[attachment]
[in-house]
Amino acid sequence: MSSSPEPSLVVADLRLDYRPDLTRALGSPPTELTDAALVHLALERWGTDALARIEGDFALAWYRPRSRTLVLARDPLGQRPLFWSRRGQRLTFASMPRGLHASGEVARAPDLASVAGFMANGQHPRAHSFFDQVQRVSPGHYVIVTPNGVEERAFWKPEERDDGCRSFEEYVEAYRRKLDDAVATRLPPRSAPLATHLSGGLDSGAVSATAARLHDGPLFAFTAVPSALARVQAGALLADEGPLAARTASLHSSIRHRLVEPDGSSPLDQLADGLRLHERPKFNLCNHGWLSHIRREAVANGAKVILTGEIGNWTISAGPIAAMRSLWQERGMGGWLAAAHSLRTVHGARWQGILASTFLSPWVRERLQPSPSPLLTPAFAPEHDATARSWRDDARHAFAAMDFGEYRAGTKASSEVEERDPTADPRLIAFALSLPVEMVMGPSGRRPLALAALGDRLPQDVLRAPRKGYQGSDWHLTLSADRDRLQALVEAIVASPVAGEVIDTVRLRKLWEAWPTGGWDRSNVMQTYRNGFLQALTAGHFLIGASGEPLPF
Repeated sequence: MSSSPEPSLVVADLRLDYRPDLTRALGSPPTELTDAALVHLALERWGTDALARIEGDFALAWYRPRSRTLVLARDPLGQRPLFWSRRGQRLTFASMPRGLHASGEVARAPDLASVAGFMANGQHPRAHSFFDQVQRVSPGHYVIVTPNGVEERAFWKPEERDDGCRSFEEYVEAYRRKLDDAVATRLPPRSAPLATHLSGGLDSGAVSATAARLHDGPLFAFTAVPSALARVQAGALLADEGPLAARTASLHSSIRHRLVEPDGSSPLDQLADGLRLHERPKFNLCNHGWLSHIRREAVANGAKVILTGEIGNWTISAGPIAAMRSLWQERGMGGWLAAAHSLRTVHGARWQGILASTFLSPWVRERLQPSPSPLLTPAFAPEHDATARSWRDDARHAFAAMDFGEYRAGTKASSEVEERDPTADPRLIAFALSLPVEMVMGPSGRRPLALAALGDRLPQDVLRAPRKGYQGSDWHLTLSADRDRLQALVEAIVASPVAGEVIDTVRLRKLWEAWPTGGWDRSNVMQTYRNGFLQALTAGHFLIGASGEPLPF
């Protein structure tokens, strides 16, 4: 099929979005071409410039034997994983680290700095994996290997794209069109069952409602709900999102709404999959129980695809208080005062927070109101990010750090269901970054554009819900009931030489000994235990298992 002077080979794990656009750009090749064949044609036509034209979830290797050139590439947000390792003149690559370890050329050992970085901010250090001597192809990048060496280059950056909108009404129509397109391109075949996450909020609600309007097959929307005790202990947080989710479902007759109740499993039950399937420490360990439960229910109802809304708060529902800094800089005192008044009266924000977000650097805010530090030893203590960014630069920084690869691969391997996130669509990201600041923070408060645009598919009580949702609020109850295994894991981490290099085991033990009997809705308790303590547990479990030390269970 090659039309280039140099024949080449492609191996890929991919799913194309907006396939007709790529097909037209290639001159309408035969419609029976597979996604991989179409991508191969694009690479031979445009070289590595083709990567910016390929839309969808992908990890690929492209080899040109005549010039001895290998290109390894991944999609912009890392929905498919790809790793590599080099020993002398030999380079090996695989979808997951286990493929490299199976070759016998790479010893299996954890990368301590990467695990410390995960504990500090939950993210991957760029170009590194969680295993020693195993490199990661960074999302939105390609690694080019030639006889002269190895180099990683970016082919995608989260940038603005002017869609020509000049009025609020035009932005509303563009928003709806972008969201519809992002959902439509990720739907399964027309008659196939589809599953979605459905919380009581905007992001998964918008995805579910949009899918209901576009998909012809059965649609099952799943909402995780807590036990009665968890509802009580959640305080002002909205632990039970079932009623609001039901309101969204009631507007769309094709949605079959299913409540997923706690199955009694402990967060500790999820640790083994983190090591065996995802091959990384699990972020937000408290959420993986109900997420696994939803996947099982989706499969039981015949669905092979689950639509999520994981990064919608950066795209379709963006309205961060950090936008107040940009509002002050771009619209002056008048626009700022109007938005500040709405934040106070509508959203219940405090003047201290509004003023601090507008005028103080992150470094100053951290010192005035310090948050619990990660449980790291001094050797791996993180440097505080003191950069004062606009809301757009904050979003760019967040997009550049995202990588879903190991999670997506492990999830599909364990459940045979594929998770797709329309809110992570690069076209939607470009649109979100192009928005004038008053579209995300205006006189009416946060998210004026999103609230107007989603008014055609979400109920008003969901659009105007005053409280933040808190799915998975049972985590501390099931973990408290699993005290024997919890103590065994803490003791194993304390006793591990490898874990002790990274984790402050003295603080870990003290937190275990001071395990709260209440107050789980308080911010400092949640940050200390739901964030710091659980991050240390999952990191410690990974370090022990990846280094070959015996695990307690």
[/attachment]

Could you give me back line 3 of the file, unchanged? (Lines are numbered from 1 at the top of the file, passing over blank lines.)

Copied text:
Repeated sequence: MSSSPEPSLVVADLRLDYRPDLTRALGSPPTELTDAALVHLALERWGTDALARIEGDFALAWYRPRSRTLVLARDPLGQRPLFWSRRGQRLTFASMPRGLHASGEVARAPDLASVAGFMANGQHPRAHSFFDQVQRVSPGHYVIVTPNGVEERAFWKPEERDDGCRSFEEYVEAYRRKLDDAVATRLPPRSAPLATHLSGGLDSGAVSATAARLHDGPLFAFTAVPSALARVQAGALLADEGPLAARTASLHSSIRHRLVEPDGSSPLDQLADGLRLHERPKFNLCNHGWLSHIRREAVANGAKVILTGEIGNWTISAGPIAAMRSLWQERGMGGWLAAAHSLRTVHGARWQGILASTFLSPWVRERLQPSPSPLLTPAFAPEHDATARSWRDDARHAFAAMDFGEYRAGTKASSEVEERDPTADPRLIAFALSLPVEMVMGPSGRRPLALAALGDRLPQDVLRAPRKGYQGSDWHLTLSADRDRLQALVEAIVASPVAGEVIDTVRLRKLWEAWPTGGWDRSNVMQTYRNGFLQALTAGHFLIGASGEPLPF